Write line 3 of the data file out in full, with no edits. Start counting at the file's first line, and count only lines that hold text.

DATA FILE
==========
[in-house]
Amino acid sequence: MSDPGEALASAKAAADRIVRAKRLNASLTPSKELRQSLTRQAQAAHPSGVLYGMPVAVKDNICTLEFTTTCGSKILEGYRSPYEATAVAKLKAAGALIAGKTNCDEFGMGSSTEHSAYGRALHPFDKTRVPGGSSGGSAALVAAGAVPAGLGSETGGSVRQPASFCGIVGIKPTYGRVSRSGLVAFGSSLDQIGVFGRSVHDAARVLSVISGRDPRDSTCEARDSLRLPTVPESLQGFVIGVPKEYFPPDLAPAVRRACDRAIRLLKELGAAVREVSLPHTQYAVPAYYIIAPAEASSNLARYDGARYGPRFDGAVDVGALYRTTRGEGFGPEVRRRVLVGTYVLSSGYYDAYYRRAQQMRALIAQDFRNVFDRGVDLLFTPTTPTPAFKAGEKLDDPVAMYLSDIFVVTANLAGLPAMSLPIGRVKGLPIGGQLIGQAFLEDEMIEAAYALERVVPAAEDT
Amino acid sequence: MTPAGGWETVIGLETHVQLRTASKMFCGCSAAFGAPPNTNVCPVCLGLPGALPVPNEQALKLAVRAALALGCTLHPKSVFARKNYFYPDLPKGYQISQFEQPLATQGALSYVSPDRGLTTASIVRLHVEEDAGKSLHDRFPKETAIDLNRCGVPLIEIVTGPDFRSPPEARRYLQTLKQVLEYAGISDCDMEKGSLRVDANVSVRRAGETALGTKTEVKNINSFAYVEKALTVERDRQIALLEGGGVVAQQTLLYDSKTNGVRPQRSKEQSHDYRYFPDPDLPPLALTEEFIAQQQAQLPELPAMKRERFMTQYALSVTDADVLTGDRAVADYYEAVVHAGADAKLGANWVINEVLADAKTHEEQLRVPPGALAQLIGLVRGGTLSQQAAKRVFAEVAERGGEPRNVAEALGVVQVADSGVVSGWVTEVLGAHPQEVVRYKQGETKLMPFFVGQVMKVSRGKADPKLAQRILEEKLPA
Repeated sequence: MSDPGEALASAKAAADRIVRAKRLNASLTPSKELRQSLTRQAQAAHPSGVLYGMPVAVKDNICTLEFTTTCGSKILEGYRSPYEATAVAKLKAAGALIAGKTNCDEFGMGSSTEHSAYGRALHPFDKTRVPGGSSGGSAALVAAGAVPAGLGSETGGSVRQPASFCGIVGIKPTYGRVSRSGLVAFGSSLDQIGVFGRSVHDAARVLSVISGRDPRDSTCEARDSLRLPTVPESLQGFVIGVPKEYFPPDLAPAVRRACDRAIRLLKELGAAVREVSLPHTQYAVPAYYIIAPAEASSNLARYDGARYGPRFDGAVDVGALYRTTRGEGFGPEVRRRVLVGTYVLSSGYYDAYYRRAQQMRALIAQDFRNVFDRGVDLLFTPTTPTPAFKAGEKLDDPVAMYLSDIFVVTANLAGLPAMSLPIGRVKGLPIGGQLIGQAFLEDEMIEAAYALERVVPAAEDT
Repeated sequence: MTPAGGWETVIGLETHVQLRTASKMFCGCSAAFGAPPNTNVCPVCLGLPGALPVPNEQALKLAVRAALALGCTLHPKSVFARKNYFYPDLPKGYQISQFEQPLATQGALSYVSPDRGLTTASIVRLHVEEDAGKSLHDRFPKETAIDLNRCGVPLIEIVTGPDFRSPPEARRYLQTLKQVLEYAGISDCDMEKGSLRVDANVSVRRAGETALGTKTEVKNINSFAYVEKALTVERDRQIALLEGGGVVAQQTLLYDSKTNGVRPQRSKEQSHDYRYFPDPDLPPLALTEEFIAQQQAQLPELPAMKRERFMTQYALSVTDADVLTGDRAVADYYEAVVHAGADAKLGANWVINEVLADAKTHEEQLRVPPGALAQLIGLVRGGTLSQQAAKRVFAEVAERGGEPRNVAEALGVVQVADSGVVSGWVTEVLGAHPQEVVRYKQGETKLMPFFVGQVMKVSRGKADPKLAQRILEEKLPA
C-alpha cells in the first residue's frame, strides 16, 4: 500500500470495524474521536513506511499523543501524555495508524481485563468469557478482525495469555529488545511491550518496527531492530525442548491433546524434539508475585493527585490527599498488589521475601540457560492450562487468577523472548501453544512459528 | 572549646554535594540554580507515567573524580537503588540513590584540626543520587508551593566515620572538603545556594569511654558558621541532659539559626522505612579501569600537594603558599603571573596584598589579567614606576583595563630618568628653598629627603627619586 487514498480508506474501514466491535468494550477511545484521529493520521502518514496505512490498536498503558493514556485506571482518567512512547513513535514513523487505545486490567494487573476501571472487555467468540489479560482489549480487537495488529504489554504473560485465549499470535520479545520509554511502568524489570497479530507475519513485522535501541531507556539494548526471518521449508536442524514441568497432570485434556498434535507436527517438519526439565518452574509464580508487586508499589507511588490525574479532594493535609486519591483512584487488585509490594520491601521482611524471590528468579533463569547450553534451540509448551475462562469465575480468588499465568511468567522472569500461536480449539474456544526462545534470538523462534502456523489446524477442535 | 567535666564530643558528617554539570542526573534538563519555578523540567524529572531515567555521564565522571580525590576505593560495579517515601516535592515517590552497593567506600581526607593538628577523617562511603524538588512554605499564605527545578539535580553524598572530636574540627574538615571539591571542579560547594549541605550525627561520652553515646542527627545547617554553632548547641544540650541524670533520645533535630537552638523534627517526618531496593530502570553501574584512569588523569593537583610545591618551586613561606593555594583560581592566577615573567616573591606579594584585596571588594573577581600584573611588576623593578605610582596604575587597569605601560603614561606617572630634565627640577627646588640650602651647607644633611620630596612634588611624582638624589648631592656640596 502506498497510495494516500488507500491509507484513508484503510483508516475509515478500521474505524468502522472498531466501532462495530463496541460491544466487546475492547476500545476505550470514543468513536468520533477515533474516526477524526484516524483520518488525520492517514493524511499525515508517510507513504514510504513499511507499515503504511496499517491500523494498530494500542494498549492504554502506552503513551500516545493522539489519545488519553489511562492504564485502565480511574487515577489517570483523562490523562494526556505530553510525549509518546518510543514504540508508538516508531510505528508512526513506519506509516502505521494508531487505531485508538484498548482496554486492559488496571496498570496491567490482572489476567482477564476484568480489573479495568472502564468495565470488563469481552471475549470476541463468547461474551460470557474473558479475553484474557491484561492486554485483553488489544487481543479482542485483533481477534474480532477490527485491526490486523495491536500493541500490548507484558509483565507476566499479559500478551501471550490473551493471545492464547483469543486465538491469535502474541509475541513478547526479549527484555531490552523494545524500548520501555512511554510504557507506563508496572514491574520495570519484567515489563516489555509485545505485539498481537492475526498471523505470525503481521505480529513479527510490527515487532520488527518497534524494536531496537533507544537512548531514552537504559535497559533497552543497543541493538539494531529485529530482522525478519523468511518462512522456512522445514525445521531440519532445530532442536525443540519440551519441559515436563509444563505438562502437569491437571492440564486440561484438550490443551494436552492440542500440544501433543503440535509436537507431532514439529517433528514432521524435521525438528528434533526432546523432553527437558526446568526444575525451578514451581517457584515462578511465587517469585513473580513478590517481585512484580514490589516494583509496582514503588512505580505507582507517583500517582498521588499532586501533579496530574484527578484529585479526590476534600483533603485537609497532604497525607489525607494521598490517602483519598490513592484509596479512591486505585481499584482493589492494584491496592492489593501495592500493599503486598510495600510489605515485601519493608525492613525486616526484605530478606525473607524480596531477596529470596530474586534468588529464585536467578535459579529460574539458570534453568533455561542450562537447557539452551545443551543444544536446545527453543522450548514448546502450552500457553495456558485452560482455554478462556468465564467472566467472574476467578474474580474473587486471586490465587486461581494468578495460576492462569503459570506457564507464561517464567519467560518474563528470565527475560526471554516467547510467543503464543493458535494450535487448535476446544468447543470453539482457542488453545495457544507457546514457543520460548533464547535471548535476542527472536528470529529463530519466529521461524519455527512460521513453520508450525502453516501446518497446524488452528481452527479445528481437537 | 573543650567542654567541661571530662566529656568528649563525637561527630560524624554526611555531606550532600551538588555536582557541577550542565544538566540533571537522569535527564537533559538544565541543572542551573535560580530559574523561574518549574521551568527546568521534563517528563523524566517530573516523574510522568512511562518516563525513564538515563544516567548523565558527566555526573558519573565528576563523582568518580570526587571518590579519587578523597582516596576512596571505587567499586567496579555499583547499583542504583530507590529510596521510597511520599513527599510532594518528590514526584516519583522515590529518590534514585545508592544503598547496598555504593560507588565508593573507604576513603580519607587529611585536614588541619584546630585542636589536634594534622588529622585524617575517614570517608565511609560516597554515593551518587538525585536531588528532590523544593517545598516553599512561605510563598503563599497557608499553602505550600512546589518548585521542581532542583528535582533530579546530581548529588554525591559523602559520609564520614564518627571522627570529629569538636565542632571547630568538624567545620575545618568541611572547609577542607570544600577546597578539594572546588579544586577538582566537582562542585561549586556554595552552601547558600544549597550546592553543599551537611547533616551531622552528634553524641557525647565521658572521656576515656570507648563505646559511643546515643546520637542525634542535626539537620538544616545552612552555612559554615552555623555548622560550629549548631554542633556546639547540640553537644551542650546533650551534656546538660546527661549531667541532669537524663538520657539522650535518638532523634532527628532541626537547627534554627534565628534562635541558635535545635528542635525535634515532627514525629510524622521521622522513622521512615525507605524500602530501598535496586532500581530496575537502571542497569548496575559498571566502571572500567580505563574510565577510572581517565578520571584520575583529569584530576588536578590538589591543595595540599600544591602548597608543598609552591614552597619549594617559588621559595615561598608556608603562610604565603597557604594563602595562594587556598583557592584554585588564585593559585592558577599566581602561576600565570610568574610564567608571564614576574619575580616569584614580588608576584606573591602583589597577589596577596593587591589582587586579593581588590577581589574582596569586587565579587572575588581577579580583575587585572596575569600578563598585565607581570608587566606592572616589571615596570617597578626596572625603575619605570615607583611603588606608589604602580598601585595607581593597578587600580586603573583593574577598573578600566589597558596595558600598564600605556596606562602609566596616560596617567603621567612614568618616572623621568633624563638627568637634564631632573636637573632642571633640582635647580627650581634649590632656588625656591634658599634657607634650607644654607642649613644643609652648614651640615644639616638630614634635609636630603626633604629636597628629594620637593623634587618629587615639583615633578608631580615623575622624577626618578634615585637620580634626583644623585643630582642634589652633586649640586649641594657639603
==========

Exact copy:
Amino acid sequence: MTPAGGWETVIGLETHVQLRTASKMFCGCSAAFGAPPNTNVCPVCLGLPGALPVPNEQALKLAVRAALALGCTLHPKSVFARKNYFYPDLPKGYQISQFEQPLATQGALSYVSPDRGLTTASIVRLHVEEDAGKSLHDRFPKETAIDLNRCGVPLIEIVTGPDFRSPPEARRYLQTLKQVLEYAGISDCDMEKGSLRVDANVSVRRAGETALGTKTEVKNINSFAYVEKALTVERDRQIALLEGGGVVAQQTLLYDSKTNGVRPQRSKEQSHDYRYFPDPDLPPLALTEEFIAQQQAQLPELPAMKRERFMTQYALSVTDADVLTGDRAVADYYEAVVHAGADAKLGANWVINEVLADAKTHEEQLRVPPGALAQLIGLVRGGTLSQQAAKRVFAEVAERGGEPRNVAEALGVVQVADSGVVSGWVTEVLGAHPQEVVRYKQGETKLMPFFVGQVMKVSRGKADPKLAQRILEEKLPA